From the outside looking in, the task of designing a handset for direct communication to a satellite verges on the impossible. The handset has to be small, it can't glow in the dark while transmitting, it can't depend on a shopping cart full of batteries, and it has to reach a receiver that may be 40,000 kilometers away. Not a promising set of requirements.
But designers have found that handset design, while demanding, is not as close to science fiction as the specifications suggest. They report that it is possible to stay fairly close to the basic formula used in GSM cellular handsets, with some small but significant enhancements. "The necessary gain to noise temperature (G/T) requirements are typically in the area of -24 dBK," explained Hassan Zamat of Hughes Network Systems. "The required effective isotropic radiated power (EIRP) is about 5 to 7 dBW. The G/T figure can usually be met with the low-noise amplifiers already widely used in the industry. The EIRP figure requires a transmitter power of about 2 to 4 W-a lot more than GSM but well within the capabilities of a handheld device, if the power drain is discontinuous."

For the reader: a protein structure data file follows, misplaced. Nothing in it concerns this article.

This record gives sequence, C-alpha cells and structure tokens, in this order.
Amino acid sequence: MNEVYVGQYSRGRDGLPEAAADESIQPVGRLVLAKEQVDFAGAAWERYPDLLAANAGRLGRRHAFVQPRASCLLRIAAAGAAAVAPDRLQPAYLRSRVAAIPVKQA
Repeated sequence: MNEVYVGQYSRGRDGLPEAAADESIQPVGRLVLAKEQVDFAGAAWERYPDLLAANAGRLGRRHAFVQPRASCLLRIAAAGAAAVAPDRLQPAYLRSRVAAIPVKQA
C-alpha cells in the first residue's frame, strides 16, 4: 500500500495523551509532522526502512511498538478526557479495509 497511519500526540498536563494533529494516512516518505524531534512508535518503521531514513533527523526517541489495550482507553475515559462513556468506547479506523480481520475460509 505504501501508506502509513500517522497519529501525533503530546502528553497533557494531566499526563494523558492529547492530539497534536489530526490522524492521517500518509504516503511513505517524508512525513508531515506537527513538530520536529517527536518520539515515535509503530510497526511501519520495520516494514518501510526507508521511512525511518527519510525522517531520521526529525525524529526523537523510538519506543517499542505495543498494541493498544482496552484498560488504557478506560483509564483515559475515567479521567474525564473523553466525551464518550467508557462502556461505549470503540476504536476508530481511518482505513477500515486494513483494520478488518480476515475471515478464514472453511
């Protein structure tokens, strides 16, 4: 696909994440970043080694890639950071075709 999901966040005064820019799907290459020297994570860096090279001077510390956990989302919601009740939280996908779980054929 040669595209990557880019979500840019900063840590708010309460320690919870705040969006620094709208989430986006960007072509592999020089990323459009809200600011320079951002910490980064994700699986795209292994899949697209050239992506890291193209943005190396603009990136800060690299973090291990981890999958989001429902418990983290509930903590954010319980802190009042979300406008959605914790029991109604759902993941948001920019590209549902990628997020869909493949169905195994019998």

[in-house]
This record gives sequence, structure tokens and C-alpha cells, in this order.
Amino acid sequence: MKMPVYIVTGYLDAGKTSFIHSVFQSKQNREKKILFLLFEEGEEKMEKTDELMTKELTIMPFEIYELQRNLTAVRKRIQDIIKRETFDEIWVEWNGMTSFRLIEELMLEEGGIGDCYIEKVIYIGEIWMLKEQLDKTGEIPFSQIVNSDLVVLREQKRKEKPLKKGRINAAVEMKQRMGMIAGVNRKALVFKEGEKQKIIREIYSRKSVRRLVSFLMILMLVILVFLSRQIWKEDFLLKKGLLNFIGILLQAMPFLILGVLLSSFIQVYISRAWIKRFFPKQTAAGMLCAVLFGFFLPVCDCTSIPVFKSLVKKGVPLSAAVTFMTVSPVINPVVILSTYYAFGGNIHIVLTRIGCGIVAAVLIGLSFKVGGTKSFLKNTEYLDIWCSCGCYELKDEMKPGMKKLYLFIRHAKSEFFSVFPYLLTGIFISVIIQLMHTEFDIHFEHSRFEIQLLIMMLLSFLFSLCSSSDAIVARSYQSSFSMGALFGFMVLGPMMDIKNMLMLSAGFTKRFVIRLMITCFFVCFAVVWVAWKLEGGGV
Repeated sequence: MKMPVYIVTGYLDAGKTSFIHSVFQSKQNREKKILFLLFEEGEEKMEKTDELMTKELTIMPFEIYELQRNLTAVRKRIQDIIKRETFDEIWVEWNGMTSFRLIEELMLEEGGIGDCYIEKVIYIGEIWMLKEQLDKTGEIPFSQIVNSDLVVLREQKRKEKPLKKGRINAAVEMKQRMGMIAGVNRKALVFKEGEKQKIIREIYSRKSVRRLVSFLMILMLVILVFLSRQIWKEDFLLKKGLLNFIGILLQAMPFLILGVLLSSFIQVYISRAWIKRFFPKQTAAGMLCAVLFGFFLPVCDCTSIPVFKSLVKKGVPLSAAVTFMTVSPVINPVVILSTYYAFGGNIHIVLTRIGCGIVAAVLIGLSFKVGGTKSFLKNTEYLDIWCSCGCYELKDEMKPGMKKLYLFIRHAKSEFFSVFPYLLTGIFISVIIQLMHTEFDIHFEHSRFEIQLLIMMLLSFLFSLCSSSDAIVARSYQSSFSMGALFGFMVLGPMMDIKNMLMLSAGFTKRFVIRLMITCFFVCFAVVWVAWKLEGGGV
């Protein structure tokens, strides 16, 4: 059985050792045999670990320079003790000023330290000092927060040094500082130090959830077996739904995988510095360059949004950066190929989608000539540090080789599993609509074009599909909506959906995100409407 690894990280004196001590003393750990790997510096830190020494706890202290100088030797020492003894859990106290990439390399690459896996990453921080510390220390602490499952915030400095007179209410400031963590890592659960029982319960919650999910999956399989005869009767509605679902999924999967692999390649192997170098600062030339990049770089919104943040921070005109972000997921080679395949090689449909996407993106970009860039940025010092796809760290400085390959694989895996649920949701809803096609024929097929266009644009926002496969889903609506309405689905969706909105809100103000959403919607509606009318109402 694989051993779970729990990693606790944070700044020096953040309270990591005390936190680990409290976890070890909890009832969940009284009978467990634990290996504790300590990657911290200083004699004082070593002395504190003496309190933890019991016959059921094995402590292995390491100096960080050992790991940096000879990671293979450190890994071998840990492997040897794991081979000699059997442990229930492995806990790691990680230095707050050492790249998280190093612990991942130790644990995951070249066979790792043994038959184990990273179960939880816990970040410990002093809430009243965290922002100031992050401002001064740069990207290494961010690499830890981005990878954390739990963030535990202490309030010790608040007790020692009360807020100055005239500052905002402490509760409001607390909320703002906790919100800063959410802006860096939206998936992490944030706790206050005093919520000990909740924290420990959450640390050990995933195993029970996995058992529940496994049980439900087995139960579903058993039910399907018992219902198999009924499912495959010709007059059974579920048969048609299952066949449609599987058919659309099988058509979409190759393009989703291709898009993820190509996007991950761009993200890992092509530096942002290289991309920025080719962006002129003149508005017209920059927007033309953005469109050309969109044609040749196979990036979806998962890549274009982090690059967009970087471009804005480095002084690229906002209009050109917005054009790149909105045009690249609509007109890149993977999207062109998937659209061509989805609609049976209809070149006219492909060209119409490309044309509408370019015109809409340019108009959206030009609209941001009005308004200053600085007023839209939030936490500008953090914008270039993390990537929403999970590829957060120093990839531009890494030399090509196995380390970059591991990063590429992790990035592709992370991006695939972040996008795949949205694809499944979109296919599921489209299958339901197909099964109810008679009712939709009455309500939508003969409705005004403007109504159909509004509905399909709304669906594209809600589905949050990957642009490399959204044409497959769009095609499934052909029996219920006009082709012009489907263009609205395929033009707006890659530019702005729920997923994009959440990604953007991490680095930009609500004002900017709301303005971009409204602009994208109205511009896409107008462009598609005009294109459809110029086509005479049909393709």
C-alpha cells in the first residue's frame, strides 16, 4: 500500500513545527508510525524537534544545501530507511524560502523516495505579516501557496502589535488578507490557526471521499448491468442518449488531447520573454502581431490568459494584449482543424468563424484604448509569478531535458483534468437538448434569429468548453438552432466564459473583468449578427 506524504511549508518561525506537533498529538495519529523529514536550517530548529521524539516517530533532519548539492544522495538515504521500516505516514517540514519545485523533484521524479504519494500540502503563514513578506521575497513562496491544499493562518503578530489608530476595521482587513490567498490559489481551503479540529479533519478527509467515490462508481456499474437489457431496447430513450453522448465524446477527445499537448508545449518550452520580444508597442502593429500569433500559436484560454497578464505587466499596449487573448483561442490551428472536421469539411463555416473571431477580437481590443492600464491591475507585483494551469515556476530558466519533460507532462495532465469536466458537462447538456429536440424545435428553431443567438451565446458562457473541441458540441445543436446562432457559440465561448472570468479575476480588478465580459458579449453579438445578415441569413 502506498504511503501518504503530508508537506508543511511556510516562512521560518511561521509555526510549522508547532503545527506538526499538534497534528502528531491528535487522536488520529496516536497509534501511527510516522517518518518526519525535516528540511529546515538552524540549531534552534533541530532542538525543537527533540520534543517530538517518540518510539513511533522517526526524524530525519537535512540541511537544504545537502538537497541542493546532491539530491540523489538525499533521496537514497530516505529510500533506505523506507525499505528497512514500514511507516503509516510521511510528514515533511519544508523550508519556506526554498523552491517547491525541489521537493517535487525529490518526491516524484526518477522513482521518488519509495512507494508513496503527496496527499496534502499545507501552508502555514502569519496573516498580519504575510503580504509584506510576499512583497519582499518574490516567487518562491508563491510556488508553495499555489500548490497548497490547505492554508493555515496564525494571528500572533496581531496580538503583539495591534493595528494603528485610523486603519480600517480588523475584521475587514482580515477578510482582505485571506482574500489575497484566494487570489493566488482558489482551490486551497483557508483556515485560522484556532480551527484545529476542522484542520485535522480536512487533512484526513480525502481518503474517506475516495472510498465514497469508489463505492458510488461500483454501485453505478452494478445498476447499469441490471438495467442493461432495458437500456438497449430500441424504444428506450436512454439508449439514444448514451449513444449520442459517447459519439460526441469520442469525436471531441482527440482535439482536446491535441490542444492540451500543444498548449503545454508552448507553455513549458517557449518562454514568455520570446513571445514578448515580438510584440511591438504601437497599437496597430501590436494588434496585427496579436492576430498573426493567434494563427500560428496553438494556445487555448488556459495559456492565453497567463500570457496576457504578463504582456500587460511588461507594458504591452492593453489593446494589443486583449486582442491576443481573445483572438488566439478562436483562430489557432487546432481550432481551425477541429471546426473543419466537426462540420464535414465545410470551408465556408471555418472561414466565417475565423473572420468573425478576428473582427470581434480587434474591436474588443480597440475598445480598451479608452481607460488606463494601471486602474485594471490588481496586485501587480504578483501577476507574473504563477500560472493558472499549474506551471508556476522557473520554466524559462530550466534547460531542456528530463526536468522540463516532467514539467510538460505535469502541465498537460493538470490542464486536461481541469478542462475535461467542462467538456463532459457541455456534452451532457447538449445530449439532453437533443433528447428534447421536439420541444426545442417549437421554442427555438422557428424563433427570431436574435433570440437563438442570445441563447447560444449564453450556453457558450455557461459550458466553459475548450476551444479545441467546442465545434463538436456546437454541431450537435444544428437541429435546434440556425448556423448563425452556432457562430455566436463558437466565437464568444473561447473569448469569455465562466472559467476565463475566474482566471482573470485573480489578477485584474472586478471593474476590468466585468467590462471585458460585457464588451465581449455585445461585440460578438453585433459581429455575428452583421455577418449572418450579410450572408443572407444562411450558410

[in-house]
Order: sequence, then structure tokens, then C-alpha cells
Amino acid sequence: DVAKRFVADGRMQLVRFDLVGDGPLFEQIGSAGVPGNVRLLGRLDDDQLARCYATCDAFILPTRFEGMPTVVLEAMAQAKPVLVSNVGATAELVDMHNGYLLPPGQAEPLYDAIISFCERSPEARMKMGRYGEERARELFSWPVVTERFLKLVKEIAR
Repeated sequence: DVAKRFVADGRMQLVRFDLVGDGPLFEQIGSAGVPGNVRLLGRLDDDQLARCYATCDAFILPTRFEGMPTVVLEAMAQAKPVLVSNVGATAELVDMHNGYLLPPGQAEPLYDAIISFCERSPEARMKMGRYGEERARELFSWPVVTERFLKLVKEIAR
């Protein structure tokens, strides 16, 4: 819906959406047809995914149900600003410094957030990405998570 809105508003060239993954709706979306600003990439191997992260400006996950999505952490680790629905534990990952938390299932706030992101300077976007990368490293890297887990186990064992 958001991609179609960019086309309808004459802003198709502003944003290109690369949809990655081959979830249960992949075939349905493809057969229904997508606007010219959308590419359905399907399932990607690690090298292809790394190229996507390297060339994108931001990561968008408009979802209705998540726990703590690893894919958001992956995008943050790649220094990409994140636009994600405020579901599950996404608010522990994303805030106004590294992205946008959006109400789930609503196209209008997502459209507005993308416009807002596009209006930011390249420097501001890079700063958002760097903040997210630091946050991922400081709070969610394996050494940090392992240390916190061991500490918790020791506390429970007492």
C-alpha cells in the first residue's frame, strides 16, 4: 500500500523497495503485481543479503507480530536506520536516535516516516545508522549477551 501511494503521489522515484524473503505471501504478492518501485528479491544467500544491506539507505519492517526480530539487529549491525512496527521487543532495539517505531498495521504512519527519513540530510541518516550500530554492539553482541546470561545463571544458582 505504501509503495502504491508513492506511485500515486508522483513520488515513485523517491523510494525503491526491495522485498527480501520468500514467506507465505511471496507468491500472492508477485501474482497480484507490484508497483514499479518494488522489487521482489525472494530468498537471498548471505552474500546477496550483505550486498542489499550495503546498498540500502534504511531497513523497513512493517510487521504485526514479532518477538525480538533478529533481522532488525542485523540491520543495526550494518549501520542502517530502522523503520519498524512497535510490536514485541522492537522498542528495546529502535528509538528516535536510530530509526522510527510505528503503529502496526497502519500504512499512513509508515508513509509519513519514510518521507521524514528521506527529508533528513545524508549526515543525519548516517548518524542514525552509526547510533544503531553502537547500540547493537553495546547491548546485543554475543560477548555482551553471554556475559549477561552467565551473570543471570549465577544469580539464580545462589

The key to the handset design, Zamat said, is the antenna. "The most typical antenna for satellite services is a quadrifilar helix. This type of antenna provides a pattern optimized for hemispherical coverage, directing the radiation upward."
With the trick antenna, a standard LNA, a more powerful transmitter and circuitry for forward error correction, the whole electronics package for the handset is manageable. Iridium is selling handsets for something like $3,000 each. But they are a production item, not a military miracle.